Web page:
The IACP Recognizes First Female Member During Women’s History Month

The IACP Recognizes First Female Member During Women’s History Month

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During 2021’s Women’s History Month, the IACP would like to recognize our first female member—Frances Glessner Lee.

FraIn a traditionally male-dominated field, Lee became the first female police captain in the U.S. when she was appointed with the New Hampshire State Police in October 1943.[1] She is considered the “mother of forensic science” and helped found the Department of Legal Medicine at Harvard University.[2]

During the 1940s, there was limited training for investigators. As Lee worked with her colleagues at Harvard, she realized specific tools would be needed to help train investigators to approach their search for truth scientifically.

Best remembered for her “Nutshell Studies of Unexplained Death,” Lee used traditionally feminine crafts she learned of at a young age to create dioramas that advanced the field of police investigation. Each crime scene within the dioramas were imagined and designed from Lee, and she handcrafted each detail (ex. hand-rolling tobacco-filled cigarettes, knitting stockings, writing letters, creating working locks for windows and doors, etc.) From the angle of the bullet holes and the placement of latches on windows to the patterns of blood splatters and the discolorations of painted miniature corpses, her masterfully crafted crime scenes would teach investigators to properly canvass a crime scene to effectively uncover and understand evidence.

These dollhouse-sized dioramas were utilized to train homicide investigators to “convict the guilty, clear the innocent, and find the truth in a nutshell.”[3]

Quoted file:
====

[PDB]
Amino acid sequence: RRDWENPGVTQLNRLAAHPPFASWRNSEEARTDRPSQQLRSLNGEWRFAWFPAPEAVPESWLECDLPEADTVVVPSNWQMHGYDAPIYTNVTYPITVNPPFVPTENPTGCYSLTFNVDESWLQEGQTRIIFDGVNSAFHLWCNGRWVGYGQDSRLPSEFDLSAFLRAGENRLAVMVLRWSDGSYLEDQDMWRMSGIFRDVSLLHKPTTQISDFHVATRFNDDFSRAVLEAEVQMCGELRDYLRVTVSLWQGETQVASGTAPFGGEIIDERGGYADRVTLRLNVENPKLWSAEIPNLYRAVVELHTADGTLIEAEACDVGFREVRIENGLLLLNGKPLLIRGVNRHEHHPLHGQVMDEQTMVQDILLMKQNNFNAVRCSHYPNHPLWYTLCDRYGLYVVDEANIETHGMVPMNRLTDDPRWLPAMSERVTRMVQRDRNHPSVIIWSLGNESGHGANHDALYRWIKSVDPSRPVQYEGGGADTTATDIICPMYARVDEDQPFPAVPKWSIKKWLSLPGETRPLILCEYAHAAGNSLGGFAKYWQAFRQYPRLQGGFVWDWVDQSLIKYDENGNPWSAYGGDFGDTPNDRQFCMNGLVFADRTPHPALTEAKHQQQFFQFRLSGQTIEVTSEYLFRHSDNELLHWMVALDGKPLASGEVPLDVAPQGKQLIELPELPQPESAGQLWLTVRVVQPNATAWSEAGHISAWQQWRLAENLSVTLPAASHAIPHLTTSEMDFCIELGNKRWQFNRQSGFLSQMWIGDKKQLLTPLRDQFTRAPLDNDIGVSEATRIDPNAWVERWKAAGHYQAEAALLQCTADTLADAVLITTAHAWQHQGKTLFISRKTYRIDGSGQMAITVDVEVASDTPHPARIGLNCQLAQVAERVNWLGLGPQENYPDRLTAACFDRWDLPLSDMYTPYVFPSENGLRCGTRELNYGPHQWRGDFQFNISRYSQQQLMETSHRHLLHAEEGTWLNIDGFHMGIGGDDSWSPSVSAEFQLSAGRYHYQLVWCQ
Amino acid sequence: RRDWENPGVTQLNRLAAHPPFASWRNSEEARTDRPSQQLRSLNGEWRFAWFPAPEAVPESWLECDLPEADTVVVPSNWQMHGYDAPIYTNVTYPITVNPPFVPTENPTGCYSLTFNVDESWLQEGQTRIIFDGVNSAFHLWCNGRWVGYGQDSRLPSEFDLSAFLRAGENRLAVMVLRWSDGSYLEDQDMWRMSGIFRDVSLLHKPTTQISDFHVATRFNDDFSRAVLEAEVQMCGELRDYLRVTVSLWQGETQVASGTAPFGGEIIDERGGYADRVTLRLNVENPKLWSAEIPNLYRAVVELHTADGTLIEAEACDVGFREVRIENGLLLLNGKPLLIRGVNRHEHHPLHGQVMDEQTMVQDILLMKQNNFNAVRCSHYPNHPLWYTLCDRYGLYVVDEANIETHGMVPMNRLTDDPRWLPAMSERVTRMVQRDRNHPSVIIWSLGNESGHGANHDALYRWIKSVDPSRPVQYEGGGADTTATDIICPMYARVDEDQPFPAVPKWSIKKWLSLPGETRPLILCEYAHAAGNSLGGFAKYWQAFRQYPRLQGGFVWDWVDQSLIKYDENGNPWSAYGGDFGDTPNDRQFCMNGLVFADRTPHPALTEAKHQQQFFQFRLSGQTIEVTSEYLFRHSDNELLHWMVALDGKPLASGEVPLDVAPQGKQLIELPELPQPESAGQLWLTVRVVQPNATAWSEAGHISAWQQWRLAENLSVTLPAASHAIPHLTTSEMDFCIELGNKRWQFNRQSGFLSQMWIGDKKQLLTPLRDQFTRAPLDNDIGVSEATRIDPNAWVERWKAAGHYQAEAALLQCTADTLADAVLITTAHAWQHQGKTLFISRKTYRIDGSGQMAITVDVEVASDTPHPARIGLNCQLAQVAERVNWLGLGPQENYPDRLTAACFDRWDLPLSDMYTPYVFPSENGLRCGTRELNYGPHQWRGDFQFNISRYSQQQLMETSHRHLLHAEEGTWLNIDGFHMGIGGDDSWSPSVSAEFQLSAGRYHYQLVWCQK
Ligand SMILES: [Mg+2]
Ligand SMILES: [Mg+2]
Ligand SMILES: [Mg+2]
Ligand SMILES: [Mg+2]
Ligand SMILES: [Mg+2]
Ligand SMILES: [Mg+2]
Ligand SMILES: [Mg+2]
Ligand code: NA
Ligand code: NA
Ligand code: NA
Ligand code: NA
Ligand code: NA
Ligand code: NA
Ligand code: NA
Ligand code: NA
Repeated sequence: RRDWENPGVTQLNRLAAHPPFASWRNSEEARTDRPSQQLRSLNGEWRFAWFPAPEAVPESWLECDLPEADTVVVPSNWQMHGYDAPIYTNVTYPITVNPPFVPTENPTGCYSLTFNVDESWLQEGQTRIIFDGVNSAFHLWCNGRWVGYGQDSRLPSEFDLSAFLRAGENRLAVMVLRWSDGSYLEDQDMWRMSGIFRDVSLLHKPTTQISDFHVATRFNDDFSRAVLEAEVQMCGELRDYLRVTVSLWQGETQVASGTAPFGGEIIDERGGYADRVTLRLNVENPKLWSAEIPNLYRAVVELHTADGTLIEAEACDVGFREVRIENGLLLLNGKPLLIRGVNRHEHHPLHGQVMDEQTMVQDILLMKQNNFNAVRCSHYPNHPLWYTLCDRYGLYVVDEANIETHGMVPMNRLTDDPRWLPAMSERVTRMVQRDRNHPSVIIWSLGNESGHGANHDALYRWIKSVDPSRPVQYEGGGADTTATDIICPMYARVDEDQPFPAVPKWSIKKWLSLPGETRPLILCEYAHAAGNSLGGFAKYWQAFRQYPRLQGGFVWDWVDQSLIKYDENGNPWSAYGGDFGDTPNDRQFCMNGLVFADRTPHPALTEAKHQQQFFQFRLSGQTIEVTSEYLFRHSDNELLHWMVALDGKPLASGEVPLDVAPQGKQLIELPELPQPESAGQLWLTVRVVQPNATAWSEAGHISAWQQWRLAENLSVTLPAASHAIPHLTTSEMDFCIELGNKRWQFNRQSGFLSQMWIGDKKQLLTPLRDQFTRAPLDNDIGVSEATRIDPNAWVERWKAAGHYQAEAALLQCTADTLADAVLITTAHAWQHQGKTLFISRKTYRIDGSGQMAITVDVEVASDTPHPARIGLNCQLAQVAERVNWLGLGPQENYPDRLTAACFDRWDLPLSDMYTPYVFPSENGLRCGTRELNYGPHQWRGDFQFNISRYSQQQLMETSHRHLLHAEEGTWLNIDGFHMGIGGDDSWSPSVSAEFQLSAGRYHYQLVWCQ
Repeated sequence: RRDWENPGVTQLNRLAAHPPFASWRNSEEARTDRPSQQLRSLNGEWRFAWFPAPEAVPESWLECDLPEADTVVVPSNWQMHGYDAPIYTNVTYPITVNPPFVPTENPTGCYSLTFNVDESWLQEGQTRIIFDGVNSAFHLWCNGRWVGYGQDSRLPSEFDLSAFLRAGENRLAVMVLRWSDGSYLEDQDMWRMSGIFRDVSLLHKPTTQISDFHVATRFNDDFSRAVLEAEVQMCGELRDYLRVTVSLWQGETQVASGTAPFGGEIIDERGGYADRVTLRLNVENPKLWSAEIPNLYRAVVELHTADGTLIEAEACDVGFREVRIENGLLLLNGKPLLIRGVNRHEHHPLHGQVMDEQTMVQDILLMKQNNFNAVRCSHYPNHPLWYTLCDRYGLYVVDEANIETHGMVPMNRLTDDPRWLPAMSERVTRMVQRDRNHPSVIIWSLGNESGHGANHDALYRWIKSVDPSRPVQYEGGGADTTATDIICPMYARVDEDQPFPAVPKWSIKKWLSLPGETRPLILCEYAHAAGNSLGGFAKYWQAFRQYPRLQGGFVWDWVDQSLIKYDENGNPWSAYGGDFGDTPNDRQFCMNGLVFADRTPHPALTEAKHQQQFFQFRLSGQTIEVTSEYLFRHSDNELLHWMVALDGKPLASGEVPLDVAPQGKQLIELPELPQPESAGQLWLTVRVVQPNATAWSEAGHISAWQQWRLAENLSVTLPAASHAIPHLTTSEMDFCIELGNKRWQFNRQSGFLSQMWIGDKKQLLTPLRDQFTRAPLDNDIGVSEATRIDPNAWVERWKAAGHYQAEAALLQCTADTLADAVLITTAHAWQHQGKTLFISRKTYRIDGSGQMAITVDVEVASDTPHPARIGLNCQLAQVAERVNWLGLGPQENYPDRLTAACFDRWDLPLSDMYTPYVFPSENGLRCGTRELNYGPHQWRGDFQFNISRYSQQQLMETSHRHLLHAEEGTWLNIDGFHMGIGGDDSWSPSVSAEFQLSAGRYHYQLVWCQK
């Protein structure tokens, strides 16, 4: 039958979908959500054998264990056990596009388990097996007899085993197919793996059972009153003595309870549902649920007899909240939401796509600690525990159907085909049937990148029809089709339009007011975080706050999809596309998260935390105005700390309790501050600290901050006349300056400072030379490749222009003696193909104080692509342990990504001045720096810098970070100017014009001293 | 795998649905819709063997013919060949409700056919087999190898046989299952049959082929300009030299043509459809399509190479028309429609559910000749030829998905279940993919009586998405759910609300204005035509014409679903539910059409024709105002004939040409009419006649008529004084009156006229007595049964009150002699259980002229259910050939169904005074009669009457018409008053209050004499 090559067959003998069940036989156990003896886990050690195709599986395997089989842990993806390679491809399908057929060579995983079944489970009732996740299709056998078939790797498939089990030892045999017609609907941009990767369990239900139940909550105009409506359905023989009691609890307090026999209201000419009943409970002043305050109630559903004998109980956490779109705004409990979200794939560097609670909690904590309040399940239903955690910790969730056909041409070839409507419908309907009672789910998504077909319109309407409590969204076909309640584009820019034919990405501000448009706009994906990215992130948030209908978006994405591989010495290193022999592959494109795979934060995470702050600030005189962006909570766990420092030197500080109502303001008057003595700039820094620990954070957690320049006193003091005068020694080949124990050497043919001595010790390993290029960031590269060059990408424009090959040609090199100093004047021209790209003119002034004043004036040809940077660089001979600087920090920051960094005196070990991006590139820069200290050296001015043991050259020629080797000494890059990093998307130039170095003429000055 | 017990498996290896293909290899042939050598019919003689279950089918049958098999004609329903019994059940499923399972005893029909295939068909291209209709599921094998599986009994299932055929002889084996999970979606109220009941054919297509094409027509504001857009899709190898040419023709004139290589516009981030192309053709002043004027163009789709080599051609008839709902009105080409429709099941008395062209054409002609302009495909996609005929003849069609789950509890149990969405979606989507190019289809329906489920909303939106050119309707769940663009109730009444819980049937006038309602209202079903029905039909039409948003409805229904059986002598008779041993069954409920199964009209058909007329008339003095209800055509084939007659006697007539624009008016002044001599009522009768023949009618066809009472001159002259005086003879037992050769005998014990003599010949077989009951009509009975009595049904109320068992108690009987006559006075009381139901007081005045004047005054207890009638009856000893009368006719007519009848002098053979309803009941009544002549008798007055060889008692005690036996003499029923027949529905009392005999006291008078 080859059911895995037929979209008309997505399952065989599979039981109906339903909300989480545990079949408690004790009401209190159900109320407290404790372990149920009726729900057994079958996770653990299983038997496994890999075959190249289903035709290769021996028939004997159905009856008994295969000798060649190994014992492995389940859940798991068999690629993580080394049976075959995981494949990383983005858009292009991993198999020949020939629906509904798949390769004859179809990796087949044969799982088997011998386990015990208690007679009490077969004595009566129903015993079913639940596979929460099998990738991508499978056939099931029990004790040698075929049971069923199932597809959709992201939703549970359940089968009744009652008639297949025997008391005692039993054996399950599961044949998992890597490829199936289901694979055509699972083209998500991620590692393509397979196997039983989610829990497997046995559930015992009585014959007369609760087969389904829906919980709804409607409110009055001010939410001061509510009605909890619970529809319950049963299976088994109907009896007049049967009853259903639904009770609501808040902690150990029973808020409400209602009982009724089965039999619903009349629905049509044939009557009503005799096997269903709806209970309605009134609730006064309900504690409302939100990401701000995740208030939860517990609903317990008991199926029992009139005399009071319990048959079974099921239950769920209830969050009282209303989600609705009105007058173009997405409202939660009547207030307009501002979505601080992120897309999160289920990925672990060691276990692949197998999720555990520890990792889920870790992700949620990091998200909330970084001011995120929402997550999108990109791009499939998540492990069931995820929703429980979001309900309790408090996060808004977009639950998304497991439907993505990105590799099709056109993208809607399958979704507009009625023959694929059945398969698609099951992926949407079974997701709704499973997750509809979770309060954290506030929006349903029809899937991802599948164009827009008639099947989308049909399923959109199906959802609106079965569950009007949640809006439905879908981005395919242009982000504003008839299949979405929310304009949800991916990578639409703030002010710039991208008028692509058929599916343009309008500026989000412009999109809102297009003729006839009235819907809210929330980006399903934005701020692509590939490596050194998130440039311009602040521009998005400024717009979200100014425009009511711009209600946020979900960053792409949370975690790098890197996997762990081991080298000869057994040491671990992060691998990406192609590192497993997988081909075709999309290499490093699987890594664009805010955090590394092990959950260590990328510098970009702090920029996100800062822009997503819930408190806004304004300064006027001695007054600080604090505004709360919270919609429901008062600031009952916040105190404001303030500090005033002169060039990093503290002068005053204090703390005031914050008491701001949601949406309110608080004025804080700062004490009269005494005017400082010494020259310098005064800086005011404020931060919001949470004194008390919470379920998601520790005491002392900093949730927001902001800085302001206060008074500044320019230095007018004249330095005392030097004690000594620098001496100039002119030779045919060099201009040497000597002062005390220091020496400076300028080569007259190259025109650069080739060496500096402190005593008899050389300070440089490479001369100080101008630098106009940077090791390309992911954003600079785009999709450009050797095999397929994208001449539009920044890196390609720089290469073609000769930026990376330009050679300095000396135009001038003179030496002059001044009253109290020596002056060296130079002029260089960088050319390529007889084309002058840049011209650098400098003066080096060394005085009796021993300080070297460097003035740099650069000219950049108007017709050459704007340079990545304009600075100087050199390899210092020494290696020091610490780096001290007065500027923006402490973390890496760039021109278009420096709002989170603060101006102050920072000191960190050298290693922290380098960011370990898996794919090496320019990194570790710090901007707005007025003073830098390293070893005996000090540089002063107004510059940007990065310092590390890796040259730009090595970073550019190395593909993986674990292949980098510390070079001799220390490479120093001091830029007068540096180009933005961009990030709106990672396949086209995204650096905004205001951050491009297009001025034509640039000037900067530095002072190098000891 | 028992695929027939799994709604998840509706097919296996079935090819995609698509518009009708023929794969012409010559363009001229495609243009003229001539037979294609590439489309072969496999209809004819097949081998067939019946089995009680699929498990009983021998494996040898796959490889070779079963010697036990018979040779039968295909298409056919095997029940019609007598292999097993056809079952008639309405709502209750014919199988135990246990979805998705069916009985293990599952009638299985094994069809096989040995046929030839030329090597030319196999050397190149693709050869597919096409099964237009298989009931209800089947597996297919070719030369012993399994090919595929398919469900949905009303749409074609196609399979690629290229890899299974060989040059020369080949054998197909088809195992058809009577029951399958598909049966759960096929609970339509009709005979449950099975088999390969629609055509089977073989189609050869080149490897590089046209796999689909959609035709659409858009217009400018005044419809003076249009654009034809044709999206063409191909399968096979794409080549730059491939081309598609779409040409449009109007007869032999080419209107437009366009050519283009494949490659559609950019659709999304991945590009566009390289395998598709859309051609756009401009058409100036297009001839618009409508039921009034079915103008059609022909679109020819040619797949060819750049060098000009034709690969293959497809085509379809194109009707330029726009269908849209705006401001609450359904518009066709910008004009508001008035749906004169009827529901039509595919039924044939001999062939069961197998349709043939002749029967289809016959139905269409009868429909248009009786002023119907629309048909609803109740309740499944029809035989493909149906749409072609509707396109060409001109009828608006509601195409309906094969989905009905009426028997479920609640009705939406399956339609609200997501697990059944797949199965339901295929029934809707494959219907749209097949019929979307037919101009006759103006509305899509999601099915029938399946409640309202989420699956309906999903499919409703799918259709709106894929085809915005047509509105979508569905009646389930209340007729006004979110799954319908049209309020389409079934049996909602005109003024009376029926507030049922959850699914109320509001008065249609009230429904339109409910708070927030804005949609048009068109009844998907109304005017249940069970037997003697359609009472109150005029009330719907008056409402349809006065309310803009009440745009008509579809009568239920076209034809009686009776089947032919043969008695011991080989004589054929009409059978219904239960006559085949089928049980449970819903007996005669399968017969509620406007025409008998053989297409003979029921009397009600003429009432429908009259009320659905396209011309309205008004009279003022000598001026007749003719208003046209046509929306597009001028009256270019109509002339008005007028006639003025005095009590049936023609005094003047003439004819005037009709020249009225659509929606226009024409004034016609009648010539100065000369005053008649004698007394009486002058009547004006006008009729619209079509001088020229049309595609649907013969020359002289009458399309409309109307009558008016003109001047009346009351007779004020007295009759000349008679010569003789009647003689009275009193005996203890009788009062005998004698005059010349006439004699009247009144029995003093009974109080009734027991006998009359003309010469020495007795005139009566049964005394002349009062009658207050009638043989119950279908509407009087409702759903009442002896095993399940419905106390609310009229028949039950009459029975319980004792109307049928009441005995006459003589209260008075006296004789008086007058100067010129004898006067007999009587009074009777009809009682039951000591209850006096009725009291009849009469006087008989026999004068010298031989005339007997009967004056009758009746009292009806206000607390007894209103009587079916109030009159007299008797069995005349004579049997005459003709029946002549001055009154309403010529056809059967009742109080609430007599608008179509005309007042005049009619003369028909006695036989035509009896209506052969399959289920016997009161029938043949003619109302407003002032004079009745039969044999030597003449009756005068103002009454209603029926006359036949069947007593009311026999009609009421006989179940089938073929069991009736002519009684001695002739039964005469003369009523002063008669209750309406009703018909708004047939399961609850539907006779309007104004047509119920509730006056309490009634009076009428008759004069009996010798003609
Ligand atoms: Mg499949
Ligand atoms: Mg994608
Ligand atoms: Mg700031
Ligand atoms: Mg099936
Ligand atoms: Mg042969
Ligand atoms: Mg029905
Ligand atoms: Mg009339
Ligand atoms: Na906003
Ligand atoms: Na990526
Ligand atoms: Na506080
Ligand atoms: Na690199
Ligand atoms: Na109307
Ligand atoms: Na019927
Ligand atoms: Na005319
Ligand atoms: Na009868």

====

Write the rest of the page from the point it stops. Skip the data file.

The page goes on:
Frances Glessner LeeLee’s work has been showcased in various galleries, including the Smithsonian American Art Museum Renwick Gallery. Her nutshells are still being used in training seminars today. The IACP is honored to have Frances Glessner Lee as one of our members who helped shape the future of policing.

Today, membership is open to command-level officers in public law enforcement agencies, as well as non-command level officers and civilians in law enforcement. In addition, individuals teaching law enforcement and practicing in other areas working with the law enforcement profession also have the opportunity to become members of the IACP. Please visit the IACP Membership page to see if you qualify to join. By doing so, you could make history and help shape the policing profession just like Lee!

Notes:
[1] “75 Years Ago, Frances Glessner Lee Appointed State Police Captain,” Glessner House, October 23, 2018.
[2] “Murder is Her Hobby: Frances Glessner Lee and The Studies Studies of Unexplained Death,” Smithsonian American Art Museum—Renwick Gallery, 2017.
[3] “Murder is Her Hobby: Frances Glessner Lee and The Studies Studies of Unexplained Death

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